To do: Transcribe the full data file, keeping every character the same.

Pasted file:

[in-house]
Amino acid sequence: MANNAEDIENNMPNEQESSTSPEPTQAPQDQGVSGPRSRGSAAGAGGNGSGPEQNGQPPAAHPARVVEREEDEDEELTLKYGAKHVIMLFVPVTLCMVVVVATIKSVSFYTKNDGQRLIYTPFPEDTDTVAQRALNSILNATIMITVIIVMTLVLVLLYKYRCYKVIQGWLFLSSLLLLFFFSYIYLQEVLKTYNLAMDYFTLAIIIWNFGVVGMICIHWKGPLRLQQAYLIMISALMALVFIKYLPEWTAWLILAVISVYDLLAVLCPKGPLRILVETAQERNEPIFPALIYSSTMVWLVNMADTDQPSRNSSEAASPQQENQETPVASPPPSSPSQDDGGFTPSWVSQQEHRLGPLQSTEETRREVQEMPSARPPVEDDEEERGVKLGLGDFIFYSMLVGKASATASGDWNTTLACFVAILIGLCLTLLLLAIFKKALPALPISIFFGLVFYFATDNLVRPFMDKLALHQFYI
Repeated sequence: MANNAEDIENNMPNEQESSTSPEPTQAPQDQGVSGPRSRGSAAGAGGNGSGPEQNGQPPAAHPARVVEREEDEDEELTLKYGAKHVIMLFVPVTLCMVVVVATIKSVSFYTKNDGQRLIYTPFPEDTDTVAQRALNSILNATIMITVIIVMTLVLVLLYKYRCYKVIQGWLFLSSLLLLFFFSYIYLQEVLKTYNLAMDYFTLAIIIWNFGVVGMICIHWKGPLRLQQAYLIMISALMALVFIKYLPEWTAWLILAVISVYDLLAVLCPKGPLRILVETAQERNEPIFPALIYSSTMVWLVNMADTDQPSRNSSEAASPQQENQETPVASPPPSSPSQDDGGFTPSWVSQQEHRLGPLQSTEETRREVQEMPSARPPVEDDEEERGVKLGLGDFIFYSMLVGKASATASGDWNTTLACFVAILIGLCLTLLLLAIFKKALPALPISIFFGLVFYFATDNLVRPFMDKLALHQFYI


[in-house]
Amino acid sequence: MANNAEDIENNMPNEQESSTSPEPTQAPQDQGVSGPRSRGSAAGAGGNGSGPEQNGQPPAAHPARVVEREEDEDEELTLKYGAKHVIMLFVPVTLCMVVVVATIKSVSFYTKNDGQRLIYTPFPEDTDTVAQRALNSILNATIMITVIIVMTLVLVLLYKYRCYKVIQGWLFLSSLLLLFFFSYIYLQEVLKTYNLAMDYFTLAIIIWNFGVVGMICIHWKGPLRLQQAYLIMISALMALVFIKYLPEWTAWLILAVISVYDLLAVLCPKGPLRILVETAQERNEPIFPALIYSSTMVWLVNMADTDQPSRNSSEAASPQQENQETPVASPPPSSPSQDDGGFTPSWVSQQEHRLGPLQSTEETRREVQEMPSARPPVEDDEEERGVKLGLGDFIFYSMLVGKASATASGDWNTTLACFVAILIGLCLTLLLLAIFKKALPALPISIFFGLVFYFATDNLVRPFMDKLALHQFYI
Repeated sequence: MANNAEDIENNMPNEQESSTSPEPTQAPQDQGVSGPRSRGSAAGAGGNGSGPEQNGQPPAAHPARVVEREEDEDEELTLKYGAKHVIMLFVPVTLCMVVVVATIKSVSFYTKNDGQRLIYTPFPEDTDTVAQRALNSILNATIMITVIIVMTLVLVLLYKYRCYKVIQGWLFLSSLLLLFFFSYIYLQEVLKTYNLAMDYFTLAIIIWNFGVVGMICIHWKGPLRLQQAYLIMISALMALVFIKYLPEWTAWLILAVISVYDLLAVLCPKGPLRILVETAQERNEPIFPALIYSSTMVWLVNMADTDQPSRNSSEAASPQQENQETPVASPPPSSPSQDDGGFTPSWVSQQEHRLGPLQSTEETRREVQEMPSARPPVEDDEEERGVKLGLGDFIFYSMLVGKASATASGDWNTTLACFVAILIGLCLTLLLLAIFKKALPALPISIFFGLVFYFATDNLVRPFMDKLALHQFYI